Image of child who survived catastrophic earthquake in Haiti wins Czech Press Photo

11-10-2010

The winners of this year’s Czech Press Photo – a competition recognising the very best in Czech and Slovak photography – were announced on Monday. This year the prestigious main prize, known as the Crystal Eye, was awarded to freelance photographer Martin Bandžák; the international jury chose as the winning entry his portrait of an injured girl in hospital, a survivor of the devastating earthquake which hit Haiti this year.

Photo: Martin BandžákPhoto: Martin Bandžák A little earlier I spoke to Martin Bandžák and asked him for background on the B&W photo:

“I came to Haiti with a medical team from the humanitarian organisation Magna Children at Risk and was one of the members of the team. I spent about three weeks in the country but was not there immediately after the earthquake – it was about two or three weeks after. I found this little girl in a community hospital in Port-au-Prince; it hadn’t been completely destroyed but there was a huge amount of chaos in the hospital.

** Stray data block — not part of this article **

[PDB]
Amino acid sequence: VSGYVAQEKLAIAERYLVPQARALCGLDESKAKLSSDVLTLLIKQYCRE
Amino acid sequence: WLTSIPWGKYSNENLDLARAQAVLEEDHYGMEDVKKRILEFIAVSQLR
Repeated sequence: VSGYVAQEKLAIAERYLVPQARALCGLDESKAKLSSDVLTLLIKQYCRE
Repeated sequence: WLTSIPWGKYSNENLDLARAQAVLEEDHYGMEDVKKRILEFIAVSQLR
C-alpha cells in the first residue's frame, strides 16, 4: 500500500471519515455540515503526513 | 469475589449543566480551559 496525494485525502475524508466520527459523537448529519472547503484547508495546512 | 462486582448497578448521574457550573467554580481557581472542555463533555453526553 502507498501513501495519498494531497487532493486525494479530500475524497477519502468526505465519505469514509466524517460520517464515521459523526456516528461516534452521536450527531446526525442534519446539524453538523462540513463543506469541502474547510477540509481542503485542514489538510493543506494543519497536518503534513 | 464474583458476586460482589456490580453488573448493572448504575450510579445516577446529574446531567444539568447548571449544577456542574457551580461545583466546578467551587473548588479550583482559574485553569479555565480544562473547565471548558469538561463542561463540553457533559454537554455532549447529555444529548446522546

“Still, operations were being conducted - and this little girl was in a back room. She was just staring at the wall without any emotion or movement in her face. I sat across from her. She said nothing, she wasn’t talking or moving at all; she had probably lost her parents and wasn’t saying anything. That was when I took the picture.”

Martin Bandžák, photo: CTKMartin Bandžák, photo: CTK The jury members indicated that for them this picture largely symbolises the tragedy in Haiti as a whole. Is it a symbol for you as well?

“Yes, absolutely. This was the kind of image that I tried to find. It is about the innocent and I was looking for an iconic image.”

Many would comment that it also captures the terrible unfairness of the situation...

“Exactly. And the situation persists even after eight months. I’m going back soon and the situation still remains unresolved. It is totally unfair, especially for children, many who suffered amputation. It is a continuing problem and the catastrophe still has to be tackled and discussed from a humanitarian perspective.”

Does the little girl in the photo remain anonymous to you?

“In this situation there was no chance of asking her anything. There was no chance: all I know is that she was about 10 or 11 years old.”

And as you mentioned soon you’ll be going back...

“I’m going back to see how people are surviving in the camps. From the news we know that there is a great amount of violence fuelled by gangs and once again it is the innocent who come last and no one cares.”

11-10-2010